Breedlove's Briefing: Challenges of Taking Maternity Leave

July 8 - Stephanie Breedlove

Hi! I’m Stephanie Breedlove, Co-Founder of HomePay, Author and Angel Investor.

I absolutely adore taking an idea and giving it life in the form a business, then leading it to its full potential. Nothing is more fun. (Seriously!) I’d love for every woman who wants to start her own business to say the same thing, so here I am, mentoring millennial entrepreneurs. When I’m not working, I like to recharge and head outdoors to hike, bike, or stand up paddle board!

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This Week’s Must-Read:

4 Female Entrepreneurs Discuss the Challenges of Taking Maternity Leave When You’re Self-Employed

Who it’s for:

All female founders – whether you have children or not.

Why it’s important:

Even if your company offers flexibility and support, balancing a career and kids is an enormous challenge. And what about having a baby and juggling it all when you’re your own boss? A successfully integrated life is key to business success, and the American business landscape is in an intense struggle to embrace this and execute at the right levels. We can’t talk about the subject enough.

The U.S. is the only industrialized country that does notrequire employers to provide paid maternity leave. Anyone who works for a company with 50 or more employees is allowed up to 12 weeks leave without pay. Those who work for small businesses, though, have no legal protection at all. Studies show that 34 percent of women do not return to their job after having a baby. (Wow!)

CNBC Make It spoke to women entrepreneurs about their own challenges with taking maternity leave (or, in some cases, not taking it), how it affected their business, and the advice they have for other entrepreneurs considering motherhood today. You’ll see from their stories that we still have a lot to figure out.

Leila Lewis, CEO, Be Inspired PR

Although Leila took two months off with baby #1 during her corporate career, she took only 2 weeks off with baby #2 as a founder. She said:

“I stayed accessible and was on email with staff and clients within two weeks. This translated into working from home a lot during the time I was supposed to be on maternity leave. With baby #3, I was on email with my staff and advising on client accounts within a week.”

Without any real maternity leave, Leila faced the challenges of balance upon returning to work by bringing her newborn with her.

“I brought the baby to work with me, and I even set up a full nursery in my office. It was a game changer. The biggest challenge was meetings and calls. I cut back to one long meeting and call per day for a while.”

Even though Leila did not take time off, she advises entrepreneurs to take at least 8 weeks off:

“And don’t stress about leaving the business completely for a few weeks. Be sure there are boundaries so you can prioritize your life as a new mom. And don’t be afraid to bring your baby to work.”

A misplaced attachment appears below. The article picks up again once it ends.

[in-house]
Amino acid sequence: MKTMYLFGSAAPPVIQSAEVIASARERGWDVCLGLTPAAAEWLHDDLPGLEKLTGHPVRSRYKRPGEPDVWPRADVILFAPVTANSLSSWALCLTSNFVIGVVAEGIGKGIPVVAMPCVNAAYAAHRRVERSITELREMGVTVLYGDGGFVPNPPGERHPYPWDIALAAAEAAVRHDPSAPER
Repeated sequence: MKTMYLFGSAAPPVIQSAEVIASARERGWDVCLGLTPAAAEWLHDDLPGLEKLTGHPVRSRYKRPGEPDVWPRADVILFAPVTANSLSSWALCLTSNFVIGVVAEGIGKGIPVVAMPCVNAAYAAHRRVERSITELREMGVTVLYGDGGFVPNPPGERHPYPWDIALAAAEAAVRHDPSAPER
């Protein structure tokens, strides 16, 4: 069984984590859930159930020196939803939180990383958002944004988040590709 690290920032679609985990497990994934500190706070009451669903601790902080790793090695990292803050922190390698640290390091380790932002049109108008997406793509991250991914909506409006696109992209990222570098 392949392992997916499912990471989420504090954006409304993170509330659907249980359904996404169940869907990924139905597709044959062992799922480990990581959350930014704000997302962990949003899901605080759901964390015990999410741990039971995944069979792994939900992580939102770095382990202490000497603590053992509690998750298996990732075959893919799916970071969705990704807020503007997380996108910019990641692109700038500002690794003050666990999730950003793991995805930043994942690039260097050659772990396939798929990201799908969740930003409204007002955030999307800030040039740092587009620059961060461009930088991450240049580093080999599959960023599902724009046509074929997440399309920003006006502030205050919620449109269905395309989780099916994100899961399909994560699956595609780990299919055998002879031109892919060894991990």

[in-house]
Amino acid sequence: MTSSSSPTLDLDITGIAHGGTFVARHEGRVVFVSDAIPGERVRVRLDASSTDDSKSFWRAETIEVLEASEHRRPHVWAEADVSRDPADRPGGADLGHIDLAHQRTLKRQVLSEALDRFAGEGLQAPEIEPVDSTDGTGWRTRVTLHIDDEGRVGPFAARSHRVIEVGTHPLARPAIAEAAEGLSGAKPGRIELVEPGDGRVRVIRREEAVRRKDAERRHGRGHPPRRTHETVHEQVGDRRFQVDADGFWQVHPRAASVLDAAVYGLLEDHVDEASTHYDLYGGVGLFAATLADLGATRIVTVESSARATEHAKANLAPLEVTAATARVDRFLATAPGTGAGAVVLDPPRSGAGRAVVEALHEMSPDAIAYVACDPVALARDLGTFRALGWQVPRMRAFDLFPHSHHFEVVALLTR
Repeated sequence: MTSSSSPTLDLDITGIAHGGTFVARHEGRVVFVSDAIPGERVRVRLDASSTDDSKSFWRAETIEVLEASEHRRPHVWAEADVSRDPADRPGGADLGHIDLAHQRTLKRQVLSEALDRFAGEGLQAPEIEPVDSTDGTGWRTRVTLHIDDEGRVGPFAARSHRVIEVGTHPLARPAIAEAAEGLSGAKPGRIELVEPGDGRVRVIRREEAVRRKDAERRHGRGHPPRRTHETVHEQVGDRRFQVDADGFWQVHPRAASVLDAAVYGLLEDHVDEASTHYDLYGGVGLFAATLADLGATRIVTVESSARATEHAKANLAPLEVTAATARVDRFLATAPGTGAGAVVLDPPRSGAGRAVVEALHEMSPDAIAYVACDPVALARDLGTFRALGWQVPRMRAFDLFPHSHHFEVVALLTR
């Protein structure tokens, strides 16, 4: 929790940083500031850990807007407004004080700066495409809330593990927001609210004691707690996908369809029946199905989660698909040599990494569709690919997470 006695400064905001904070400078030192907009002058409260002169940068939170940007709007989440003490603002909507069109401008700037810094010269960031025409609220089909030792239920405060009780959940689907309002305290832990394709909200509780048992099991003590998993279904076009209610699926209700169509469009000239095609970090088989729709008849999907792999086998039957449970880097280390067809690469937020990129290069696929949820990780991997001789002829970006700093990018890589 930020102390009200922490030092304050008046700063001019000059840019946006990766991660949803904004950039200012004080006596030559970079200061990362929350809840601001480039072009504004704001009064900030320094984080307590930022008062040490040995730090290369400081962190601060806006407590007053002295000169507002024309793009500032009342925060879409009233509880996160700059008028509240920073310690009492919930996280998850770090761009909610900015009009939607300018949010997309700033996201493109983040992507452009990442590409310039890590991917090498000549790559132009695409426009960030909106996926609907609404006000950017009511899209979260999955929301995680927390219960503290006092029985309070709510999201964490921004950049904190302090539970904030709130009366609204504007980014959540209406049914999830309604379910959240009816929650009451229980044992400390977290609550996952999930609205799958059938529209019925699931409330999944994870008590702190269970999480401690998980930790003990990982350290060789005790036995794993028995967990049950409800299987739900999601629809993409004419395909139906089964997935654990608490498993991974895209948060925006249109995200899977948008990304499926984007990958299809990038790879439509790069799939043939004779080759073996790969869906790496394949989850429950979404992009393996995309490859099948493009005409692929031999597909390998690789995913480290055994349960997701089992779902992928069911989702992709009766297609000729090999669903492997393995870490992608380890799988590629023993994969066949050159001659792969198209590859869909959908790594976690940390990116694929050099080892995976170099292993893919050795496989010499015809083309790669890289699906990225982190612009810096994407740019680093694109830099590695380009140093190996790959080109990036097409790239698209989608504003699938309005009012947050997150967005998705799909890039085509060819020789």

Mattie James, Lifestyle Blogger and Podcaster

Mattie was also an entrepreneur when baby #2 was born. She didn’t know how to approach it. She said:

“I was like, OK, I’ll take 3 months off. No 2 months. I ended up taking 12 weeks. I can teeter on the line of being a workaholic, so in the end, I did not take the full 12 weeks.”

Mattie incorporated some upfront planning that was a big help:

“I had meetings with my team to lay out what I wanted done, what they needed to take over, and how to handle new responsibilities. However, I didn’t plan ahead at the right level and think of the details. I advise you to plan ahead, be very transparent with your team, and be vocal about exactly what needs to be done and how you would like things handled.”

Mattie focused on prioritizing her maternity leave as much as possible.

“For a second, I was like, maybe I can just balance doing my work and watching the baby. That didn’t work. I needed to focus on one or the other. Within a few months, I made the decision to send her to daycare to allow me to fully focus at work and at home.”

Cara Clark, CEO and Founder, Cara Clark Nutrition

Cara didn’t actually take any dedicated time off. She just loosened her workload.

“I wish I had been better about delegating during this time,” she said. “My advice is to hire help for the work you don’t love. Whether it’s in the home – laundry, cleaning, meal prep. Or if it’s work – admin, emails, etc. When I was with my baby, all I wanted to do was focus on being there. Hiring help at home helped me achieve this.”

Cara didn’t plan and felt that going with the flow would work.

“That was not the smartest plan. I needed some sort of a plan for entering motherhood while balancing my business. I ended up scaling back on some work and transitioned a team member into new responsibilities. I wish I would have strengthened my team to better support me in running the business earlier in the pregnancy.”

Cara learned that flexibility when you return to work is very important.

“If you return to work and you realize it’s hard to manage both halves of your life, then maybe be open to making some amendments to the way your business is structured so that it gives you more flexibility.”

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